Tory MP Peter Bone facing suspension over finding of bullying and sexual misconduct
Tory MP Peter Bone has been recommended for a six-week suspension from the Commons after being found to have committed bullying and sexual misconduct against a staff member.
Parliament’s Independent Expert Panel (IEP) said the MP for Wellingborough “committed many varied acts of bullying and one act of sexual misconduct” against a member of his staff in 2012 and 2013.
The suspension, if approved by MPs, could lead to the Conservative facing a recall petition that would pave the way for another possible by-election.
Mr Bone said the allegations are “false and untrue” and “without foundation” as he vowed to continue representing his constituents.
Writing on social media, Mr Bone, who was appointed deputy leader of the House of Commons by Boris Johnson, said the Independent Complaints and Grievance Scheme investigation into him “was flawed, procedurally unfair and didn’t comply with its own rules and regulations”.
Five allegations by a Westminster staffer were made in October 2021, having had a complaint to then-prime minister Theresa May in 2017 unresolved, according to the IEP report.
The complaints included four allegations of bullying, saying Mr Bone:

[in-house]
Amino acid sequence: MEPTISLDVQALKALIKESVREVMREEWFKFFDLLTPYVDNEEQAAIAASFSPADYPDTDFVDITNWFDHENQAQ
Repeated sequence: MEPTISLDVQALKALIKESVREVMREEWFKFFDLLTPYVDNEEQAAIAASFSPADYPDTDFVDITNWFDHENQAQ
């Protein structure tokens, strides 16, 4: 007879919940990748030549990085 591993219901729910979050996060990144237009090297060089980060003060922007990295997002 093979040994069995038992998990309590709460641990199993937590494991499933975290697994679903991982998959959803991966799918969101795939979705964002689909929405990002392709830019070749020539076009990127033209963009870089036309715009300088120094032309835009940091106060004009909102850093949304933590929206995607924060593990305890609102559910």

– “Verbally belittled, ridiculed, abused and humiliated” his employee
– “Repeatedly physically struck and threw things” at him, including hitting him with his hand or an object such as a pencil or a rolled-up document
– Imposed an “unwanted and humiliating ritual” on him by forcing him to sit with his hands in his lap when the MP was unhappy with his work
– Ostracised the complainant following an incident on a work trip to Madrid
The complainant also alleged that Mr Bone had “repeatedly pressurised” the member of staff to give him a massage in the office and, on a visit to Madrid with the All-Party Parliamentary Group on Human Trafficking, indecently exposed himself to the complainant in the bathroom and bedroom of the hotel room they were sharing.
Following an investigation, the Parliamentary Standards Commissioner upheld all four allegations of bullying and the allegation of sexual misconduct relating to the incident in Madrid. However, he found the demands for massages were bullying, not sexual misconduct.
Mr Bone appealed against the decision, which was then upheld by a sub-panel of the IEP, which described it as a “serious case of misconduct” including “a deliberate and conscious abuse of power using a sexual mechanism”.
The sub-panel said: “The bullying involved violence, shouting and swearing, mocking, belittling and humiliating behaviour, and ostracism. It was often in front of others…The respondent specifically targeted the complainant.”
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